Banks: Europe’s banks have not done enough to get their balance sheets into shape
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Banks: Europe’s banks have not done enough to get their balance sheets into shape

UBS credit analysts point out that banks in the eurozone have deleveraged far less aggressively than lenders in the other two most troubled jurisdictions in the financial crisis, the US and the UK, having already been among the most leveraged and wholesale dependent going into it. This has left them poorly positioned to deal with the large macroeconomic shocks that might now be at hand.

Investors struggle to read banks’ financials and don’t trust them. Big doubts have grown up in the past few months over inputs to the calculations by which some banks seem to have produced favourably low ratios of risk-weighted assets to total assets.

Stress is already evident in the funding markets. Money-market funds in the US have been cutting their holdings of European banks’ short-term dollar debt. A build-up of bank deposits at the ECB suggests banks are becoming less willing to lend to each other and more inclined to hoard cash and deposit it with the central bank.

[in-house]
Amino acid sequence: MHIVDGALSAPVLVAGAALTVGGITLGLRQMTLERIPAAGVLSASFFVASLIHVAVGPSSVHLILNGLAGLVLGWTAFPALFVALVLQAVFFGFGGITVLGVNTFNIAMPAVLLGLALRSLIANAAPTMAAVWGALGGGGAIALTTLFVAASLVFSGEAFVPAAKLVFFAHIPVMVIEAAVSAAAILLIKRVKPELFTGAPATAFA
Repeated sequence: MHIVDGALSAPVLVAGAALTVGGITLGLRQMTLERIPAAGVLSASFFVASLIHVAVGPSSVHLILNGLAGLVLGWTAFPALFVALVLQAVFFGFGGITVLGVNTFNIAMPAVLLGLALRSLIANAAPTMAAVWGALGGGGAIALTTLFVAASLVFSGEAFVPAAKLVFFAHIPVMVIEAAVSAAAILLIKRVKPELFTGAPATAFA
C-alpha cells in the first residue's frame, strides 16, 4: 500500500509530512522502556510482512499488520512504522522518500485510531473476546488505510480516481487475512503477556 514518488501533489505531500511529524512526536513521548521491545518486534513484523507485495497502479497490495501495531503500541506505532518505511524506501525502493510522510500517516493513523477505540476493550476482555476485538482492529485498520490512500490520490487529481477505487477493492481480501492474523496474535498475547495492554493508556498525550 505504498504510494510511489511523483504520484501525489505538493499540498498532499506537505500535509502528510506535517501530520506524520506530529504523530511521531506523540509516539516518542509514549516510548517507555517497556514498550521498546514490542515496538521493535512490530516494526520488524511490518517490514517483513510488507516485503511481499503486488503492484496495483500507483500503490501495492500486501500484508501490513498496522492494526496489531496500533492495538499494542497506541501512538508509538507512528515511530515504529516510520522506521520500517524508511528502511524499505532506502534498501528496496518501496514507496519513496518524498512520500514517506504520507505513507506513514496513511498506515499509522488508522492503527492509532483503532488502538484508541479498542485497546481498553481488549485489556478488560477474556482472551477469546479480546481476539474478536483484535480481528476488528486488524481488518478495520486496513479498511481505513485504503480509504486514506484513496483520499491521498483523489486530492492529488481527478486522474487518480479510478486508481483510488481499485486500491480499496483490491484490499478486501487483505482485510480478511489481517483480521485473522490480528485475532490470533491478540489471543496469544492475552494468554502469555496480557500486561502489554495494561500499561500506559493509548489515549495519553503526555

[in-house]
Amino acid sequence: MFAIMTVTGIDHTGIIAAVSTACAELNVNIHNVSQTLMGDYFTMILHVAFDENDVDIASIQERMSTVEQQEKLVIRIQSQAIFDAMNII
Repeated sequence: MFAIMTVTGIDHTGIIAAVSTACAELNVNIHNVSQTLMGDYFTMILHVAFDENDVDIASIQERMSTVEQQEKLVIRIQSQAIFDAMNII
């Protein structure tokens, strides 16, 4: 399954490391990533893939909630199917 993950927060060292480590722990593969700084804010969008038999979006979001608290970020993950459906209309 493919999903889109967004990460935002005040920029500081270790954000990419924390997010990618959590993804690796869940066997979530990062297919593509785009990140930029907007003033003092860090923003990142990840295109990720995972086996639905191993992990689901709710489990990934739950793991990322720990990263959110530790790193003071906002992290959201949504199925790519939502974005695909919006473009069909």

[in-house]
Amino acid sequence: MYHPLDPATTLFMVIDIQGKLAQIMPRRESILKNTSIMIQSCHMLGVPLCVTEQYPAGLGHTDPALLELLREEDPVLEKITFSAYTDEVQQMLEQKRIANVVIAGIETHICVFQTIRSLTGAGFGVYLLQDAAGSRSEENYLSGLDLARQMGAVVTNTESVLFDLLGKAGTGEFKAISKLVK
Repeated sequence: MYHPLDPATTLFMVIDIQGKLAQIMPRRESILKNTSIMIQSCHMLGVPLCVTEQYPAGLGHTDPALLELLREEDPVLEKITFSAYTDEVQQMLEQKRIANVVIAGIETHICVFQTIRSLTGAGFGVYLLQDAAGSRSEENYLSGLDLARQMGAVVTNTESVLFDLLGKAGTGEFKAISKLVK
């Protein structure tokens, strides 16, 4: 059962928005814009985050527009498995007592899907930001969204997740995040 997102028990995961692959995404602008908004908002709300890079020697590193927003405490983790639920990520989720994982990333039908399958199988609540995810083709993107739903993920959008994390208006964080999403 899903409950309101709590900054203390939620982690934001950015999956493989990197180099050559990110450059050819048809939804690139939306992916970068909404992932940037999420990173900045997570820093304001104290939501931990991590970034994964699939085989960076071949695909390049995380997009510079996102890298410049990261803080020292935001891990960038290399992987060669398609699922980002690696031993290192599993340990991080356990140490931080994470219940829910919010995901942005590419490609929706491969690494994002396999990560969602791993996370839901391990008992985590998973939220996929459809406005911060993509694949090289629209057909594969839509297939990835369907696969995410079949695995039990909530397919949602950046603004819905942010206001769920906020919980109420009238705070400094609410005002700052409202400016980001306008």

In August, UBS analysts tracked the premium above collateralized repo costs that European banks charged each other for three-month unsecured funding and found it had risen over the summer from around 25bp to 70bp. That’s nowhere near as bad as the 196bp peak during the Lehman bankruptcy but way above the meagre 4bp premium that prevailed in the years leading up to mid 2007.

Secured versus unsecured
Eur bank funding, three month spread 
Source: UBS, Bloomberg 

When any European sovereign comes into the eye of the financial markets storm, its banks cannot borrow in the wholesale term capital markets.

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